As unrest continues across the Middle East, the United States must strike a delicate balance between supporting the status quo that has maintained U.S. influence in the region for decades, and posturing itself as pro-revolution in a way that endears it to leaders of successful uprisings.

U.S. posturing, though, is contingent on a variety of factors both historical and anticipatory. The success of the Obama administration’s Middle East policy will dictate whether its influence continues to decline or if it is salvaged at least partially.

American support for the rebel movement in Libya manifested itself first in the form of tentative criticism of the Qaddafi regime’s brutal repression. As the situation spiraled into outright battle, though, and as it became apparent that there was support from governments both Western and in the Middle East, the U.S. threw its weight behind a no-fly zone.

U.S. military assistance of the rebels comes in part because of historic enmity between the two countries, and because of the broad-based nature of the desire for military intervention in the region.

The countries in which the U.S. has maintained a complicated support of the status quo will be the true test of how well Obama is able to advance U.S. interest while simultaneously remaining militarily uninvolved.

In Yemen, President Ali Abdullah Saleh has allowed the U.S. to carry out air strikes against al-Qaeda. Saleh’s passive assistance of U.S. military interest has been vital in America’s prosecution of terrorism in the region. When protests broke out there, the U.S. stayed mum; it apparently was waiting to see who gained the upper hand.

Then, just last week, the United States began advocating for Saleh to step down. Given the instability of the government, and its low level of support from the people, protesters are likely to win, and the United States wants to appear as if it supports their purported desire for democratic change.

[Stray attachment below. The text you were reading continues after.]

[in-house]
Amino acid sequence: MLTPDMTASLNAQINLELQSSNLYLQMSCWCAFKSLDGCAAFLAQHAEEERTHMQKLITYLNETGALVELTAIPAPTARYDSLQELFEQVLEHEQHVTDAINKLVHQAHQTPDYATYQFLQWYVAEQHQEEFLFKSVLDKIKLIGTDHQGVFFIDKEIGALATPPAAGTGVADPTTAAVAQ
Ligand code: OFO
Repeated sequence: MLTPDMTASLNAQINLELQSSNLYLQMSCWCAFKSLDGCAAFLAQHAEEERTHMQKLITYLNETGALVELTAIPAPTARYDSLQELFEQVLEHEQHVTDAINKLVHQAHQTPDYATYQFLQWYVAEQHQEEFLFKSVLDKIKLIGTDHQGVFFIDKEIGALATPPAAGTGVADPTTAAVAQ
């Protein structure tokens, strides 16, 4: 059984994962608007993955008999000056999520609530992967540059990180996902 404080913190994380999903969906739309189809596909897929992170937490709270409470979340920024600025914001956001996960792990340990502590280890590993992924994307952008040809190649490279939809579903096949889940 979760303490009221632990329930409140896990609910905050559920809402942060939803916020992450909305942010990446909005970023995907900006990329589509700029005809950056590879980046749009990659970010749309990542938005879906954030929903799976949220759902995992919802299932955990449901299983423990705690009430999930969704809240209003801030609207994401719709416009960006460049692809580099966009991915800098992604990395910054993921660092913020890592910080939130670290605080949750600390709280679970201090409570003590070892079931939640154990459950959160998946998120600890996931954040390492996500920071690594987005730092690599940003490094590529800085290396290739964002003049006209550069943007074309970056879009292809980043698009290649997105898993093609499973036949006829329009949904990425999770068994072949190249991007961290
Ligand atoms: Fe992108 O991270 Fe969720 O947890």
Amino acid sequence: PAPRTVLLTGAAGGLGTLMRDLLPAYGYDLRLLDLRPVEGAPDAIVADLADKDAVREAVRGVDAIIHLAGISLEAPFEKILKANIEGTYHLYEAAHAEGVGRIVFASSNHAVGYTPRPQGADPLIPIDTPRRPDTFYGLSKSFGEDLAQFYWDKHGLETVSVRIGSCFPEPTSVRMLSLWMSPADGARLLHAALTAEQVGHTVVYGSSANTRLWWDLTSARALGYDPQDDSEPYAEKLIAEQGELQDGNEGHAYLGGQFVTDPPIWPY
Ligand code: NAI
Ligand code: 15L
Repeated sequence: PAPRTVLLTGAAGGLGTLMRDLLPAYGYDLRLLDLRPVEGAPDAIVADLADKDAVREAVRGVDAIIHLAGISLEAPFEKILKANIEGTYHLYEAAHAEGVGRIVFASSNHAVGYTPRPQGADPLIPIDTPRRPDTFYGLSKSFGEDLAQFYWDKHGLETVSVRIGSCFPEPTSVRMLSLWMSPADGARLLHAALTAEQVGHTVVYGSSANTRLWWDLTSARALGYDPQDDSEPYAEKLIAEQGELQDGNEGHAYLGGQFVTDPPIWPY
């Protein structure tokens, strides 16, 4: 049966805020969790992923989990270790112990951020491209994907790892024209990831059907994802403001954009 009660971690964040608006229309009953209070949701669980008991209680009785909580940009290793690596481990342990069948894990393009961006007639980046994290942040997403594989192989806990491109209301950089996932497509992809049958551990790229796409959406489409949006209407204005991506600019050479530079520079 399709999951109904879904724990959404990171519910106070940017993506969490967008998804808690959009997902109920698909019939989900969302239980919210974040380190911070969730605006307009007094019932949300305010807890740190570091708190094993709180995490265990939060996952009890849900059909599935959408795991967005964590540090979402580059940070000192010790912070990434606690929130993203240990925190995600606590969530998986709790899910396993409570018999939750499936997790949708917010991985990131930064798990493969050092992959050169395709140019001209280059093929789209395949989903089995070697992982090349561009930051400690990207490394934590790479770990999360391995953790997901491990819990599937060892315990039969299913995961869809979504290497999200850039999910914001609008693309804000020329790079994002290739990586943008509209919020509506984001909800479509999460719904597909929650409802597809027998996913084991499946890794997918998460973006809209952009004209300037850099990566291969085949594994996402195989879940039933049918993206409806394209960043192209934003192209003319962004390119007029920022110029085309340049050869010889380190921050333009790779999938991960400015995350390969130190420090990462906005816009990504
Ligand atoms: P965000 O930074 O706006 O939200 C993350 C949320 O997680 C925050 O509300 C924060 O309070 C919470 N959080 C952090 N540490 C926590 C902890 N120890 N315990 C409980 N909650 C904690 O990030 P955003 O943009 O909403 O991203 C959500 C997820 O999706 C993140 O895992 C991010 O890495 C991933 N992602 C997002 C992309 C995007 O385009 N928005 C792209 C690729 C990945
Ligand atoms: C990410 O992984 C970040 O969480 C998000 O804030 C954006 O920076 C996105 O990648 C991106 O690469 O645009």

At the same time, there have been extensive backroom negotiations with Saleh to ensure a smooth exit, providing him with refuge outside the country.

Surprisingly, the United States has stopped short of giving full support to protesters in Syria, a country with which it shares decades-long animosity. This is due in large part to Syria’s ability to maintain stability in the face of protest, so the uprising is unlikely to gain much momentum.

The U.S. hopes to warm ties with Syria as tensions build in Israel between Hamas and the Israeli government. If the U.S. can exploit a weakened Syria, it can perhaps draw concessions both in terms of its position toward Israel and its alliance with Iran, something that makes the U.S. understandably nervous.

The last fact that often escapes the public eye is the degree to which the U.S. has collaborated with the two countries in their mutual battle against fundamentalists. During a wave of uprisings in Saudi Arabia in 2003, for example, the U.S. contributed money and CIA support to combat the attacks.

Their support of those governments and decisions regarding other countries’ protests also hinge on one more crucial factor: the alternative to the status quo. In many, if not all the countries experiencing conflict, it is often difficult to discern the interests of the groups leading the uprisings; many have strong elements of Islamist fundamentalism, the very ideology the U.S. has been fighting in Afghanistan, Iraq and the region writ large for the past decade.

The U.S. has had to choose between unpopular rulers, and groups unfriendly to the West. In siding against governments, America is signaling that it believes protest groups would be amenable to at least limited cooperation with America.

It is a risky bet. Even if the U.S. correctly predicts which side will be victorious, there’s no guarantee that it will lead to friendly relations. The victorious may very likely form a virulently anti-West bloc; there is simply no way yet of telling which interests will emerge on top.